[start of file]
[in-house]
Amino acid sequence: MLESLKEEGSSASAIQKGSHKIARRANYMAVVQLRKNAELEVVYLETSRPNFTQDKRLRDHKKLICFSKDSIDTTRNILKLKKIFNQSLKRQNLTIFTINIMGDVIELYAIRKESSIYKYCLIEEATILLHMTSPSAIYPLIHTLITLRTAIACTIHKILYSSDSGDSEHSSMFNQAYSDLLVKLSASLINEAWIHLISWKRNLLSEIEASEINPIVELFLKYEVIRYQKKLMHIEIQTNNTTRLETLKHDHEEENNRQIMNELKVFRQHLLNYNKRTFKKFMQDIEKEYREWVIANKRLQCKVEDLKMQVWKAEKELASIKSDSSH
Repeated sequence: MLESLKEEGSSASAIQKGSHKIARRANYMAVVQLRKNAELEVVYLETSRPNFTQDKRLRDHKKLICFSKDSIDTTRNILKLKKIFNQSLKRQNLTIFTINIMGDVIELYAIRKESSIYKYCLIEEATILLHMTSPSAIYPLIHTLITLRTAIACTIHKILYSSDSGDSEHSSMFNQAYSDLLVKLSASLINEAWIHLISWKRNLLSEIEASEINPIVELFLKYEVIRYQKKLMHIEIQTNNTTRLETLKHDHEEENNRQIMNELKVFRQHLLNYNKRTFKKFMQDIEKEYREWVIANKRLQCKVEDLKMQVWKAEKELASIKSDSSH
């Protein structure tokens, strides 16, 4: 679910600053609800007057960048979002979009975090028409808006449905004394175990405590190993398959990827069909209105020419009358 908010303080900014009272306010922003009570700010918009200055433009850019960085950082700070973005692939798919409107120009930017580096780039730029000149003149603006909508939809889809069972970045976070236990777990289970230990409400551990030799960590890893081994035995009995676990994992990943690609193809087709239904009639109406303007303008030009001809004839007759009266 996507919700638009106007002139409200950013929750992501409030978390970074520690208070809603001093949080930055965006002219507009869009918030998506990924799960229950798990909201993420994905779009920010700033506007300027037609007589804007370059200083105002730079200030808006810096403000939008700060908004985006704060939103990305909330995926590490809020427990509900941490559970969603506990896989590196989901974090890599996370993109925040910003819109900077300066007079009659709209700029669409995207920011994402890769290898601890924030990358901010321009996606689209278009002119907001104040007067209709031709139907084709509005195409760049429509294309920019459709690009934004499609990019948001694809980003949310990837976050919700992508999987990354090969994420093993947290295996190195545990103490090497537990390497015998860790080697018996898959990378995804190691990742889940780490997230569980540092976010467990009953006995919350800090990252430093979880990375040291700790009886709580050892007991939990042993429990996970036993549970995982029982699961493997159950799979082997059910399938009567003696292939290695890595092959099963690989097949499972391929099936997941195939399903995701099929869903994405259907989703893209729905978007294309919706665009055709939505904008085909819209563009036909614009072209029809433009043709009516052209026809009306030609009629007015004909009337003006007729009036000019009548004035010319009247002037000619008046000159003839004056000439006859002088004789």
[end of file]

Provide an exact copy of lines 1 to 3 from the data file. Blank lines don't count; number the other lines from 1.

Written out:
[in-house]
Amino acid sequence: MLESLKEEGSSASAIQKGSHKIARRANYMAVVQLRKNAELEVVYLETSRPNFTQDKRLRDHKKLICFSKDSIDTTRNILKLKKIFNQSLKRQNLTIFTINIMGDVIELYAIRKESSIYKYCLIEEATILLHMTSPSAIYPLIHTLITLRTAIACTIHKILYSSDSGDSEHSSMFNQAYSDLLVKLSASLINEAWIHLISWKRNLLSEIEASEINPIVELFLKYEVIRYQKKLMHIEIQTNNTTRLETLKHDHEEENNRQIMNELKVFRQHLLNYNKRTFKKFMQDIEKEYREWVIANKRLQCKVEDLKMQVWKAEKELASIKSDSSH
Repeated sequence: MLESLKEEGSSASAIQKGSHKIARRANYMAVVQLRKNAELEVVYLETSRPNFTQDKRLRDHKKLICFSKDSIDTTRNILKLKKIFNQSLKRQNLTIFTINIMGDVIELYAIRKESSIYKYCLIEEATILLHMTSPSAIYPLIHTLITLRTAIACTIHKILYSSDSGDSEHSSMFNQAYSDLLVKLSASLINEAWIHLISWKRNLLSEIEASEINPIVELFLKYEVIRYQKKLMHIEIQTNNTTRLETLKHDHEEENNRQIMNELKVFRQHLLNYNKRTFKKFMQDIEKEYREWVIANKRLQCKVEDLKMQVWKAEKELASIKSDSSH